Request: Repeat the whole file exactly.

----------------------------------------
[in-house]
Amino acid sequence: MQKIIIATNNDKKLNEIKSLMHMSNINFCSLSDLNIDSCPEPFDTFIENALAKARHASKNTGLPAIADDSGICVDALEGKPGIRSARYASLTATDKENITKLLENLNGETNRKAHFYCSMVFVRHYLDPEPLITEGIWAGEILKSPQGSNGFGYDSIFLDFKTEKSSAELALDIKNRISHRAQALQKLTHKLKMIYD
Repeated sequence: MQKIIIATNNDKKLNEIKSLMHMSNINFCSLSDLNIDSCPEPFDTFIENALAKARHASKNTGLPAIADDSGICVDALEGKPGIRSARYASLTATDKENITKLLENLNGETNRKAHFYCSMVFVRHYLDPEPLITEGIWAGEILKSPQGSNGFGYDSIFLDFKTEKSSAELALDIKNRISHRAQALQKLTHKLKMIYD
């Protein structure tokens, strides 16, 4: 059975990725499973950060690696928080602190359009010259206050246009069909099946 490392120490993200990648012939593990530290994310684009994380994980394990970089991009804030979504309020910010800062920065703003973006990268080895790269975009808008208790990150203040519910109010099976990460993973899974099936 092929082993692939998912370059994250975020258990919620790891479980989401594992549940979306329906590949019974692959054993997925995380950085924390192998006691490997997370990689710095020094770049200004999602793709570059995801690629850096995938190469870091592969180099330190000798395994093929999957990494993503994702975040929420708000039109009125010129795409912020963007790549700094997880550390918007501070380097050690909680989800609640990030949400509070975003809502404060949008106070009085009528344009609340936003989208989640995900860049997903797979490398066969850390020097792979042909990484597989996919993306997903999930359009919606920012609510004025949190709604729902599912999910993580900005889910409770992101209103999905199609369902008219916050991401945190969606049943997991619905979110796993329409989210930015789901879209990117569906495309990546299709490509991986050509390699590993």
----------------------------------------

[in-house]
Amino acid sequence: MQKIIIATNNDKKLNEIKSLMHMSNINFCSLSDLNIDSCPEPFDTFIENALAKARHASKNTGLPAIADDSGICVDALEGKPGIRSARYASLTATDKENITKLLENLNGETNRKAHFYCSMVFVRHYLDPEPLITEGIWAGEILKSPQGSNGFGYDSIFLDFKTEKSSAELALDIKNRISHRAQALQKLTHKLKMIYD
Repeated sequence: MQKIIIATNNDKKLNEIKSLMHMSNINFCSLSDLNIDSCPEPFDTFIENALAKARHASKNTGLPAIADDSGICVDALEGKPGIRSARYASLTATDKENITKLLENLNGETNRKAHFYCSMVFVRHYLDPEPLITEGIWAGEILKSPQGSNGFGYDSIFLDFKTEKSSAELALDIKNRISHRAQALQKLTHKLKMIYD
């Protein structure tokens, strides 16, 4: 059975990725499973950060690696928080602190359009010259206050246009069909099946 490392120490993200990648012939593990530290994310684009994380994980394990970089991009804030979504309020910010800062920065703003973006990268080895790269975009808008208790990150203040519910109010099976990460993973899974099936 092929082993692939998912370059994250975020258990919620790891479980989401594992549940979306329906590949019974692959054993997925995380950085924390192998006691490997997370990689710095020094770049200004999602793709570059995801690629850096995938190469870091592969180099330190000798395994093929999957990494993503994702975040929420708000039109009125010129795409912020963007790549700094997880550390918007501070380097050690909680989800609640990030949400509070975003809502404060949008106070009085009528344009609340936003989208989640995900860049997903797979490398066969850390020097792979042909990484597989996919993306997903999930359009919606920012609510004025949190709604729902599912999910993580900005889910409770992101209103999905199609369902008219916050991401945190969606049943997991619905979110796993329409989210930015789901879209990117569906495309990546299709490509991986050509390699590993």